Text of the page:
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Management a practical introduction 3rd kinicky chapter 01

Management
A Practical Introduction
Third Edition
Angelo Kinicki &
Brian K. Williams

Kinicki/Williams, Management: A Practical Introduction 3e ©2008, McGraw-Hill/Irwin


Chapter 1: The Exceptional Manager

What You Do, How You Do It
Rewards
Six Challenges
Four Functions
Levels & Areas of Management
Roles Managers Play
Entrepreneurship
Skills Managers Need
Kinicki/Williams, Management: A Practical Introduction 3e ©2008, McGraw-Hill/Irwin



1.1 Management: What It Is, What Its
Benefits Are
Management is defined as
1) the pursuit of organizational goals efficiently
and effectively by
2) integrating the work of people through
3) planning, organizing, leading, and controlling
the organization’s resources (four functions of
management)

Kinicki/Williams, Management: A Practical Introduction 3e ©2008, McGraw-Hill/Irwin


1.1 Management: What It Is, What Its
Benefits Are
where:
efficiency is the means of attaining the
organization’s goals
Efficient organizations use resources like
people, money, and raw materials wisely and cost
effectively

Kinicki/Williams, Management: A Practical Introduction 3e ©2008, McGraw-Hill/Irwin


1.1 Management: What It Is, What Its
Benefits Are
and:
effectiveness is the ends or goals the
organization is trying to achieve
Effective organizations achieve results, make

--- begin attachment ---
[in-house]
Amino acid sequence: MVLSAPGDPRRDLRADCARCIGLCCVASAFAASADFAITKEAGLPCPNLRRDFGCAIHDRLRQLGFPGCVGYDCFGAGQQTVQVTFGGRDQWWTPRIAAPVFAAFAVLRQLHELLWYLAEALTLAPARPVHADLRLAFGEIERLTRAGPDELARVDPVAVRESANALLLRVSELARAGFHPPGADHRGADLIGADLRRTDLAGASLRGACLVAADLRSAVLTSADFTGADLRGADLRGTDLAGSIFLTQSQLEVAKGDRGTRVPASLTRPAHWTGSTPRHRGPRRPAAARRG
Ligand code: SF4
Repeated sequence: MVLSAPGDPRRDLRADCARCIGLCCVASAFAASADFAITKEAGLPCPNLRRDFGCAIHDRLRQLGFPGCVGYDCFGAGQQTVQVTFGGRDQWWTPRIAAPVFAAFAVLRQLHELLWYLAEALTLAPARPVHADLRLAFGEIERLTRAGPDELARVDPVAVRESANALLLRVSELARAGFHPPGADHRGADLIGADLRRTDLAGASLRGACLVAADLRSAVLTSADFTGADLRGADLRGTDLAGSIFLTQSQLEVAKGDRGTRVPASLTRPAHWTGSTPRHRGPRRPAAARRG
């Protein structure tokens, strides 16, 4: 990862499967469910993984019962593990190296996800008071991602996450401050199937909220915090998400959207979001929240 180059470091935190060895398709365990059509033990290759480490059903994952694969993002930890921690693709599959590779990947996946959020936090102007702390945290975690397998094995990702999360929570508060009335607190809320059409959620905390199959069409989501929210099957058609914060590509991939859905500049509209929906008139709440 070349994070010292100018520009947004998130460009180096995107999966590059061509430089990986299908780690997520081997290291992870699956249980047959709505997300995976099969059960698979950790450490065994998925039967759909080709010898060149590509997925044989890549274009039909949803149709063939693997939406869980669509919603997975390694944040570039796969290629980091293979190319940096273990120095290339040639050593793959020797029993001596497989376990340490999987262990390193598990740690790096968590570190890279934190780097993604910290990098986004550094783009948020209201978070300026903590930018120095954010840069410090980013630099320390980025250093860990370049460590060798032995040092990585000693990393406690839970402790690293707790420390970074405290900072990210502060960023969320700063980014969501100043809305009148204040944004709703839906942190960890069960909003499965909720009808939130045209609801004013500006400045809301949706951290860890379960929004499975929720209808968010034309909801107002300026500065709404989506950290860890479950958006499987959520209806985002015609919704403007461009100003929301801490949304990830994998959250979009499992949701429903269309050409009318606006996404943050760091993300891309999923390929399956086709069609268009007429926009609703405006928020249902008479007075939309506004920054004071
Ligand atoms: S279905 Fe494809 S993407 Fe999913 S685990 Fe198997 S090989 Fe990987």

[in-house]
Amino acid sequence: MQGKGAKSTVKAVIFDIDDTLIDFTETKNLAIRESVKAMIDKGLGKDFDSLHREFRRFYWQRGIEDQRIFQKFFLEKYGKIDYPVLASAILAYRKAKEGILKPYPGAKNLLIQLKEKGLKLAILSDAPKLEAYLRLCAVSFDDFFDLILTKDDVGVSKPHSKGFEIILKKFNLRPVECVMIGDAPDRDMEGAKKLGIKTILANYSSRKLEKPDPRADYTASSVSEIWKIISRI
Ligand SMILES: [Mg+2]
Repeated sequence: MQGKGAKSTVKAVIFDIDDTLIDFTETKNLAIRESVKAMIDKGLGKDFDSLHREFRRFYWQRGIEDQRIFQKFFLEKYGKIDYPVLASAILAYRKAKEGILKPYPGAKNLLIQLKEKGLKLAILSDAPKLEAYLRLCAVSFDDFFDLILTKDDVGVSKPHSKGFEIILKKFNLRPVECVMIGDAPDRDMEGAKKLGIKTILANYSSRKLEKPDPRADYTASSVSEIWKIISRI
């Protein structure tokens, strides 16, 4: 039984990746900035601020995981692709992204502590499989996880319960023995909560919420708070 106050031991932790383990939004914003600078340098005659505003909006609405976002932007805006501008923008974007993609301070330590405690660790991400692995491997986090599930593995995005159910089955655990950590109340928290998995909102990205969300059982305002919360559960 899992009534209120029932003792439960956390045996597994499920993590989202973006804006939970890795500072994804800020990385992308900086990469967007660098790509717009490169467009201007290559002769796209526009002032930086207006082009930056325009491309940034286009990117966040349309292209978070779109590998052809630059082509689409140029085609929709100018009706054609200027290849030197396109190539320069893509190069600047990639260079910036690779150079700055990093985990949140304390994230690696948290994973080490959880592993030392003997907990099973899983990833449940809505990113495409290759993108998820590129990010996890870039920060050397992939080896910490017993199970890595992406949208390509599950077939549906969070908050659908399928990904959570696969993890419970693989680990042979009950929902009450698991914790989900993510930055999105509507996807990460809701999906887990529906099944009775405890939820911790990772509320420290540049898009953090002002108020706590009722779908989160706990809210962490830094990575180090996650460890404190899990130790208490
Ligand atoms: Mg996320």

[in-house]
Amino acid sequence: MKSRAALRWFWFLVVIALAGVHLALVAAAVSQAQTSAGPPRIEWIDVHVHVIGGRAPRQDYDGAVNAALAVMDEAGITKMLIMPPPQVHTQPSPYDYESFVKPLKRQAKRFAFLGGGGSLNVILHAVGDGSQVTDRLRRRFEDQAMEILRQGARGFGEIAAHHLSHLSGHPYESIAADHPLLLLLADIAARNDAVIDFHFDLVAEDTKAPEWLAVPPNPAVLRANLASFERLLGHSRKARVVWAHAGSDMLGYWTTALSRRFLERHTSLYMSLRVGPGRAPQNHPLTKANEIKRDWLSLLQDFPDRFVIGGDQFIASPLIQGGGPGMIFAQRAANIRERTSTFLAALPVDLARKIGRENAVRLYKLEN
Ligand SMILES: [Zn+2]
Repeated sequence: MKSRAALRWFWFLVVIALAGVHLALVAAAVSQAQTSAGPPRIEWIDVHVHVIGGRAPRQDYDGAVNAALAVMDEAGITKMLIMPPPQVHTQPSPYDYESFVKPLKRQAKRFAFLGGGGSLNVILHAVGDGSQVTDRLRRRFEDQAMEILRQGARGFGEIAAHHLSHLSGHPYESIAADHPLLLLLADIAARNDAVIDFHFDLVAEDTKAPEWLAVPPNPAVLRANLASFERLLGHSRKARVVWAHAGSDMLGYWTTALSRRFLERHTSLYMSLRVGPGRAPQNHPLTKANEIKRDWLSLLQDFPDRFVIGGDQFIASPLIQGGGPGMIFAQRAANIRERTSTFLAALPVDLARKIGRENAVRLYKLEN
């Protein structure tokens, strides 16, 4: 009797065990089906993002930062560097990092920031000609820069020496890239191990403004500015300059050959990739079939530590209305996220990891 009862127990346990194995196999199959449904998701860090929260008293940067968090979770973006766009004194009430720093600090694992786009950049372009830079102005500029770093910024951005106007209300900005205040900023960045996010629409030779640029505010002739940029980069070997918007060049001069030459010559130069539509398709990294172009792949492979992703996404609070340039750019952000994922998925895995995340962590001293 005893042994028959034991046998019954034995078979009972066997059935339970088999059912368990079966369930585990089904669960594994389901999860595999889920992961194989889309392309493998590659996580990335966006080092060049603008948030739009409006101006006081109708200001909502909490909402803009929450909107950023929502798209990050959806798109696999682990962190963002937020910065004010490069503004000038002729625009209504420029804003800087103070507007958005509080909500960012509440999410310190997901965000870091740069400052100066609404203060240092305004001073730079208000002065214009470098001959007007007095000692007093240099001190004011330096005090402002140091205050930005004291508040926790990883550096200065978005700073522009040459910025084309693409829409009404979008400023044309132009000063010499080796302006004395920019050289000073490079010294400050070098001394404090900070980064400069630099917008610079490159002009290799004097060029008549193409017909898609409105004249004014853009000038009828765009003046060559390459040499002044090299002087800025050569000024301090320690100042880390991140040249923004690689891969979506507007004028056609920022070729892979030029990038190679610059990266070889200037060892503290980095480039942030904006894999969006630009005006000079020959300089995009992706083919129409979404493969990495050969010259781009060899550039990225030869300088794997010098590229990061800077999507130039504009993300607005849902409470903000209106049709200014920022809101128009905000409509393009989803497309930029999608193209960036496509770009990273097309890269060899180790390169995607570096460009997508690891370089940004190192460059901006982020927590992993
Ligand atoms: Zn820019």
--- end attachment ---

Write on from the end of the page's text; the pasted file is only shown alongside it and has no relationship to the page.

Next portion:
the right decisions, and successfully carry them
out so that the goals are achieved

Kinicki/Williams, Management: A Practical Introduction 3e ©2008, McGraw-Hill/Irwin


1.1 Management: What It Is, What Its
Benefits Are


WHY ORGANIZATIONS VALUE MANAGERS: THE
MULTIPLIER EFFECT
Good managers create value through the
multiplier effect where their influence on the
organization is multiplied beyond what could be
achieved by someone acting alone
The rewards of being an exceptional manager
typically include good salaries and many benefits
Kinicki/Williams, Management: A Practical Introduction 3e ©2008, McGraw-Hill/Irwin


1.1 Management: What It Is, What Its
Benefits Are
You can benefit from studying and practicing management
by
learning how to deal with organizations from the outside
understanding how to relate to supervisors and how to
interact with coworkers
understanding how to manage yourself in the workplace
experiencing a sense of accomplishment
stretching your abilities and magnifying your range of
accomplishments
building a catalog of successful products or services

Kinicki/Williams, Management: A Practical Introduction 3e ©2008, McGraw-Hill/Irwin


Chapter 1: The Exceptional Manager

CLASSROOM PERFORMANCE SYSTEM
Which of the following is not a reward from studying
management?
A) building a catalog of successful products or services
B) understanding how to relate to supervisors
C) understanding how to interact with coworkers
D) understanding how to deal with organizations from the
outside
Kinicki/Williams, Management: A Practical Introduction 3e ©2008, McGraw-Hill/Irwin


1.2 Six Challenges To Being
A Star Manager
To be a star manager, you need to
1. manage for competitive advantage
2. manage for diversity in race, ethnicity, gender,
and so on
3. manage for the effects of globalization